The Conservative who will be installed as David Mundell’s Scotland Office deputy despite losing out on a parliamentary seat by 21 votes has said SNP ministers should get a seat at the Brexit negotiating table.
As revealed by The Courier, Ian Duncan will quit as an MEP and be installed in the House of Lords, taking the title Lord Duncan of Springbank in a nod to the Alyth council estate he grew up in, so he can be part of the UK Government despite not winning Perth and North Perthshire in the general election.
As opposition parties lined up to criticise the decision, Mr Duncan signalled he would accept SNP demands to be part of the UK’s negotiations to leave the European Union.
Asked on the BBC’s Good Morning Scotland if First Minister Nicola Sturgeon or her Brexit Minister Mike Russell should have a seat at the table, Mr Duncan replied: “Yep. I have no problem with that. I think that should be a common approach to all the home nations so they can see exactly what is going on.
“But more importantly they need to make sure they have a seat at the discussion point in London when these positions are being hammered out because that’s where the detail will be determined, not actually inside the room.
“That’s true of the European Council meetings right now.”
Stephen Gethins, the SNP’s Europe spokesman, said the UK Government had returned to office “consumed by chaos on every front” after losing its majority in the snap general election.
The North East Fife MP added: “With Scotland’s economy, small and large businesses, key research facilities and around 80,000 jobs at risk, the Prime Minister must fully engage with the devolved administrations and with parliament in negotiations.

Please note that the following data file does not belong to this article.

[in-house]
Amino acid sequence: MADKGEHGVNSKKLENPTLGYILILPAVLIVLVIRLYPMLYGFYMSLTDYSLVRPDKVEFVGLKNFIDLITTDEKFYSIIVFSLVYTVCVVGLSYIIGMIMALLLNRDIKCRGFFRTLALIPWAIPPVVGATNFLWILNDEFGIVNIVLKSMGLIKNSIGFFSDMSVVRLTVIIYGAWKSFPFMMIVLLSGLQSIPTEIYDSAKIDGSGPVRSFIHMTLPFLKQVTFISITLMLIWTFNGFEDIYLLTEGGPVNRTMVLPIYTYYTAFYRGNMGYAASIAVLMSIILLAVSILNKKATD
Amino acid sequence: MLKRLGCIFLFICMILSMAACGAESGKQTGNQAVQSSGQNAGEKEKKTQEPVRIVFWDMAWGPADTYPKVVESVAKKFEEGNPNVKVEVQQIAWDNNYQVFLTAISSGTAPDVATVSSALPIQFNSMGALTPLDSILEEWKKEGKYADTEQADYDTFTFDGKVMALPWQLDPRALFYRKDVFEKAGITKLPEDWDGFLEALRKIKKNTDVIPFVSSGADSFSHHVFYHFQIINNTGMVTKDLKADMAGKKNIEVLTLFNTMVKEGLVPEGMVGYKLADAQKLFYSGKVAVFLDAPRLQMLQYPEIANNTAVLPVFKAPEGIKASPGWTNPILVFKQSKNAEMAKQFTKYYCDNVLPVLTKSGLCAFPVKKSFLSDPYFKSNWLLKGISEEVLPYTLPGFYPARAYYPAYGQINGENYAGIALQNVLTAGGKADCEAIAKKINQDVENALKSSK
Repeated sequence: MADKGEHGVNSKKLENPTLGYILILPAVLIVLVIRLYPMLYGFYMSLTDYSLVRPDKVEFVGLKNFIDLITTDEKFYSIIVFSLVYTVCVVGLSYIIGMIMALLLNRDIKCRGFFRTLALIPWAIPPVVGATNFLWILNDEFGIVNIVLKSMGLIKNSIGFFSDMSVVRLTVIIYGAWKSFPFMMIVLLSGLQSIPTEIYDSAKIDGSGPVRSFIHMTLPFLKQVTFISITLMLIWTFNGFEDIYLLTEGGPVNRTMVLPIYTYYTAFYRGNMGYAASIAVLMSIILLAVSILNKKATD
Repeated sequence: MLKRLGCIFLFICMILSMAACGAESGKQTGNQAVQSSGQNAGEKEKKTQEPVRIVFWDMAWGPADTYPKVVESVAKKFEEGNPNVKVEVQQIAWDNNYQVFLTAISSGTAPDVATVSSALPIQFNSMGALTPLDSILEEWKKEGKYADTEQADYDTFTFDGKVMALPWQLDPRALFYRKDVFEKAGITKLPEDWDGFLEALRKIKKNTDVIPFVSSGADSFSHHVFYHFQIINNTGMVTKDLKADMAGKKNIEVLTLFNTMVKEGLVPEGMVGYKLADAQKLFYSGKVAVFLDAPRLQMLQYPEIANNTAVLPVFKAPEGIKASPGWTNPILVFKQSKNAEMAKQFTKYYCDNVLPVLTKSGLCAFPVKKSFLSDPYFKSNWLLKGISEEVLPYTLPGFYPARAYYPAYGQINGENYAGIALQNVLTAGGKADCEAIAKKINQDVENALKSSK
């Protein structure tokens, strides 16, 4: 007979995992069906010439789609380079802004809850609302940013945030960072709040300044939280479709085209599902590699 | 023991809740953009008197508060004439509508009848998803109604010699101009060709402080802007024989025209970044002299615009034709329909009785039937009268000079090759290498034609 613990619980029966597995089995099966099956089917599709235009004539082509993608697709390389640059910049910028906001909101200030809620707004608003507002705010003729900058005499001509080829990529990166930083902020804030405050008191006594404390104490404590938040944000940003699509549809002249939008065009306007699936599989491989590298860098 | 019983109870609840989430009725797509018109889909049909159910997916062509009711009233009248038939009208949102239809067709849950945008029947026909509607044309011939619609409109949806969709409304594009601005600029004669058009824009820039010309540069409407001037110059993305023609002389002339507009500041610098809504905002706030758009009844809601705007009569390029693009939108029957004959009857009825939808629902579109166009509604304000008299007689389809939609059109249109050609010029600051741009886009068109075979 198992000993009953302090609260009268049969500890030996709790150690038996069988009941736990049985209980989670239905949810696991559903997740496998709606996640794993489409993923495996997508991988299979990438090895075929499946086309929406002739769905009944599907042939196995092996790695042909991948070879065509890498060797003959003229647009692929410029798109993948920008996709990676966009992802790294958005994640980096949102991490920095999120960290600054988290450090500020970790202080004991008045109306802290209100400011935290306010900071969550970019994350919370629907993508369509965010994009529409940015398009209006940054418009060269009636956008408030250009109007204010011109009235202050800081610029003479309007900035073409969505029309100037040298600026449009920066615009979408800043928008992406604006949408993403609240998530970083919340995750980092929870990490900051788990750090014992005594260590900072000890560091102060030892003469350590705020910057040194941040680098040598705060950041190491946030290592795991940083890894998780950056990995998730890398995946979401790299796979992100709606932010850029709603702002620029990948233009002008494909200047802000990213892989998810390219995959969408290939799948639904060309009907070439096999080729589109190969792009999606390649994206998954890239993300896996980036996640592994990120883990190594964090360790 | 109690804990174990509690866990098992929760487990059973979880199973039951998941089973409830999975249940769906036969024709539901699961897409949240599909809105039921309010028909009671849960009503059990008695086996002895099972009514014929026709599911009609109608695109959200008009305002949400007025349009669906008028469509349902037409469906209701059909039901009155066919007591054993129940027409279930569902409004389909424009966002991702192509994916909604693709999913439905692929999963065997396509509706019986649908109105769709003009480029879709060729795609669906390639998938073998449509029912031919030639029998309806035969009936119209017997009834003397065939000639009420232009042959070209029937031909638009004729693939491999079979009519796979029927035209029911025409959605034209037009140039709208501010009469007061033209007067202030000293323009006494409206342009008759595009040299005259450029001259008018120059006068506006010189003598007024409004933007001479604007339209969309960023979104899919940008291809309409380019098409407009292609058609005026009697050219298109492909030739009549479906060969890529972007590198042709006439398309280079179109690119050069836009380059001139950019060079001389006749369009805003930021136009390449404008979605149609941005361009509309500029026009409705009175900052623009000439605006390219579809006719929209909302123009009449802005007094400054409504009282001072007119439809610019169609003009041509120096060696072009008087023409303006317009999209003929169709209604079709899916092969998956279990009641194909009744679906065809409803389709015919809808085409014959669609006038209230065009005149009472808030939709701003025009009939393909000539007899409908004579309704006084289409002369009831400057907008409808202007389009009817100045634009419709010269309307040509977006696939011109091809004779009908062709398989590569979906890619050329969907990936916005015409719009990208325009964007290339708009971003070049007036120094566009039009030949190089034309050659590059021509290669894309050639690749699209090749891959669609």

“SNP MPs will continue to stand up for Scotland’s interests by putting forward a compromise position and in ensuring that Scotland has a seat at the Brexit table and its voice heard.”
When asked about The Courier’s story during the radio interview, Mr Duncan said he hoped his “experience in Brussels will be used to the fullest extent in every possible way.”
He added: “I certainly can confirm there are a lot of discussions going on right now and I hope in the next few days to be able to confirm the outcome of those discussions.”
Pressed on whether being awarded a peerage to take up a place in government after losing an election would be an affront to democracy, Mr Duncan said: “I would look upon this as a measure of experience and trying to make sure the best experience is available to the government.”
This should not be allowed. Rejected by the voters – but installed in government anyway, via the unelected House of Lords. https://t.co/hwJZ2xKYtg
— Nicola Sturgeon (@NicolaSturgeon) June 19, 2017
Pete Wishart, the SNP MP for Perth and North Perthshire, said: “This is simply extraordinary and undermines the ludicrous nature of the House of Lords.
“That anyone can be rejected by the electorate and then just days later find themselves in a powerful government role is fundamentally undemocratic and should not be allowed in a modern society.
“It also says something about the new group of 12 Scottish Tory MPs who have been passed over and apparently not up to the job.”
Scottish Labour leader Kezia Dugdale said: “Handing out a peerage to Ian Duncan would once again raise serious questions about the unelected House of Lords. It would be an affront to democracy.
“Ian Duncan was rejected by the people of Perth and North Perthshire just days ago. Now it seems he will sit in Parliament anyway thanks to a Tory stich-up.
“That shouldn’t be how our democracy works. Labour believes in the abolition of the out-dated House of Lords.”